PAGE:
I remember the joy on your face when you found my old laptop at Grandma’s place. You managed to crack the password. You were surprised that the password was not Myarya_21, unlike my other devices. But you know why. It was long before you were born.
Your joy soon turned into a rude shock. You saw a picture of my wedding. A wedding with a man who was not your father. It was our joint decision to wait until you turned 18 to talk to you about my previous marriage. But since you felt betrayed, I think it is important that I tell you my story.
Almost two decades ago, when I was barely 22, Grandma and Grandpa had arranged my marriage to a suitable man. He was charming, intelligent and witty. People who had limited interactions with him thought he was a great guy. Sadly, he had a narcissist and manipulative streak in him. A secret only his wife knew.
He yelled at me for almost everything that he did not like – whether it was the not so apt salt in the gravy, the newspaper folded the wrong way, or his call being missed. I would bear the brunt of his poor appraisals and his disagreements with friends. While I struggled to cope up with his temperament, he would shatter my self-esteem by saying that he is doing me a favour. He would call me names and humiliate me. And one day, he slapped and pushed me for the most trivial argument. When I told him I would report him to the police, he laughed.
‘In this country men get away with burning their wives! You don’t even have a bruise as evidence!’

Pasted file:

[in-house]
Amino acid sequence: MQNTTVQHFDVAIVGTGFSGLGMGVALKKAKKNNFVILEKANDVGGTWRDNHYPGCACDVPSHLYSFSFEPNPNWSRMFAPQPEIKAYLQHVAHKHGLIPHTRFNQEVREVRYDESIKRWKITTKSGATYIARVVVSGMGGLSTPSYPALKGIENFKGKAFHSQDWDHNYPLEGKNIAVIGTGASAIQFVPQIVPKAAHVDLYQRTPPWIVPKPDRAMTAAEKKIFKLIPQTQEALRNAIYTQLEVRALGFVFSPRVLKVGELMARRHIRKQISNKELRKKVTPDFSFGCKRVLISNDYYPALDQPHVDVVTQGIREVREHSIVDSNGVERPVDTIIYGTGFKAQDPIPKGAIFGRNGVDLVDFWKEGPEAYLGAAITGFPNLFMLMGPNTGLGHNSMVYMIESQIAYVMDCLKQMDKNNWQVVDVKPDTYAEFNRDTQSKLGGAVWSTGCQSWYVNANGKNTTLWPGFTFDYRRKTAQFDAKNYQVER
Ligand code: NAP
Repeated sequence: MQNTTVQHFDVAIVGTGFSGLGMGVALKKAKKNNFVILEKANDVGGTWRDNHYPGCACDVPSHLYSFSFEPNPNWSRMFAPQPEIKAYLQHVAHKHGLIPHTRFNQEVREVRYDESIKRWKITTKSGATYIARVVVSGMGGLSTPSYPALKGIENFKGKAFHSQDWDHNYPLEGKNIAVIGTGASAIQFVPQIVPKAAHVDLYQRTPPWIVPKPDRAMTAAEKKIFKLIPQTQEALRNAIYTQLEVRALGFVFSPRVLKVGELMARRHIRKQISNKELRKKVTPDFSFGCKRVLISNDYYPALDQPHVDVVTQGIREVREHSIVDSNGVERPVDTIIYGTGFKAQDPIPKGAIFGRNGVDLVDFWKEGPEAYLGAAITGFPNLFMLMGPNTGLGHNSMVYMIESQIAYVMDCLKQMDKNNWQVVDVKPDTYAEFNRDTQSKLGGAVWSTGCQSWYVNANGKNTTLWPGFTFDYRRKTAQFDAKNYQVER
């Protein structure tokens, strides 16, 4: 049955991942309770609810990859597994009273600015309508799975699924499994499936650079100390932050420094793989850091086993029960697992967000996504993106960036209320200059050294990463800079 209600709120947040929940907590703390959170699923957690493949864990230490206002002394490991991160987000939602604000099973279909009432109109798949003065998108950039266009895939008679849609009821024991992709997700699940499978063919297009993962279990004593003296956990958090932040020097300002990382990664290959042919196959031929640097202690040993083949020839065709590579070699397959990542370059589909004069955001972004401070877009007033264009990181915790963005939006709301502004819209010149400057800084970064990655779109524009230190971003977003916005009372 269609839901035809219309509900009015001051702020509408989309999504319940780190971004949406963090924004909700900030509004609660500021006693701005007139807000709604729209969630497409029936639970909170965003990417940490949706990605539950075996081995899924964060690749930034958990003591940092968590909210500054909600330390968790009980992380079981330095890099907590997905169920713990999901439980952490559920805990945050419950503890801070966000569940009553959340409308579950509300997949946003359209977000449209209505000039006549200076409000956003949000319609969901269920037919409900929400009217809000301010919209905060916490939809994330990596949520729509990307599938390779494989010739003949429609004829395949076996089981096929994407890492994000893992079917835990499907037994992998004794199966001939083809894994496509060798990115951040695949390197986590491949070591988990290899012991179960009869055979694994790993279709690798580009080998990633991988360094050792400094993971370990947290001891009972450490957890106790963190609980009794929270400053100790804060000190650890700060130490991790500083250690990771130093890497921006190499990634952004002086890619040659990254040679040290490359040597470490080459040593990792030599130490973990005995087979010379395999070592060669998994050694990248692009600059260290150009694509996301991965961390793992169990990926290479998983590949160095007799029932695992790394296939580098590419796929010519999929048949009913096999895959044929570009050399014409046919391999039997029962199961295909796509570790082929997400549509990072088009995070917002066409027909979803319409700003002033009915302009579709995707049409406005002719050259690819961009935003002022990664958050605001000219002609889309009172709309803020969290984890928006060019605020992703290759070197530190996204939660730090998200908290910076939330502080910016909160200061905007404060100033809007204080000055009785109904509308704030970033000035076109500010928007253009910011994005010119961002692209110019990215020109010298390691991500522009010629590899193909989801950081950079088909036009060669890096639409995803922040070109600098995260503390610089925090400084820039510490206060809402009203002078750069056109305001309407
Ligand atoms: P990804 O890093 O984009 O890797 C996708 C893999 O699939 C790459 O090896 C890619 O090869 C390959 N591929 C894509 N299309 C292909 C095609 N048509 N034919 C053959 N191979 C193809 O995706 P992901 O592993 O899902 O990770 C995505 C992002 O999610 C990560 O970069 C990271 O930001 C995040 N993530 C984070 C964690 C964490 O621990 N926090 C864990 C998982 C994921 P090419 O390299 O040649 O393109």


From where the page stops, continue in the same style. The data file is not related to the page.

‘I will break your bones if I see that look on your face again!’
‘No other man would be able to tolerate you with all your flaws!’
I wanted to leave him. People said that my situation was not so bad. At least he had not hit me black and blue. Aggression is a ‘masculine’ trait. Once I have a child, everything would be okay.
I walked out of the marriage.
I had never thought I’ll remarry. But years later when I met your father, I understood that not all men are bad. He was sensitive and caring. He restored my faith in everything good and beautiful in the universe. We got married. Then you were born. When I held you, I felt so thankful.
Arya, in a few years you will start dating. You will fall in love. You may get married. As much as I would love to, I cannot protect you from meeting the wrong men. Abuse can be physical, emotional or psychological . You don’t have to ask people if you what you are going through constitutes abuse, or is it enough to end a relationship. What does not feel right for you is not to be endured.
Any time you have doubts, I want you to remember your parents. We did not give birth to you, and love you with every ounce of our soul so that you can grow up to become a doormat. Your mother did not wait to be assaulted brutally to justify her choice. She left at the first instance of abuse. Your father is the perfect example of a gentleman. He has set high standards for you. He is kind and gentle. He has never raised his voice at you or me. Being aggressive is the folly of a coward. Someone who is a slave to his insecurities.
I want you to promise me two things if God forbid, you ever find yourself stuck with someone who does not treat you well: First, that it is not your fault. The shame belongs to the person who deserves it – the perpetrator. Second, have the courage to get out as soon as you find out.
You may have family, friends and laws for support. But the biggest barrier may be in your mind, which only you can overcome.
We want you to be the heroine of your life, not the victim.
Much love and hopes,
This is a fictional piece written for the Blogathon Theme ‘#alettertoher’ organised by Womensweb to spread awareness on domestic violence. I would like to read Meena Kandasamy’s new book, ‘When I hit you,’ because it is time to break the shackles of abuse, and pass on the shame to the one who deserve it – the perpetrator.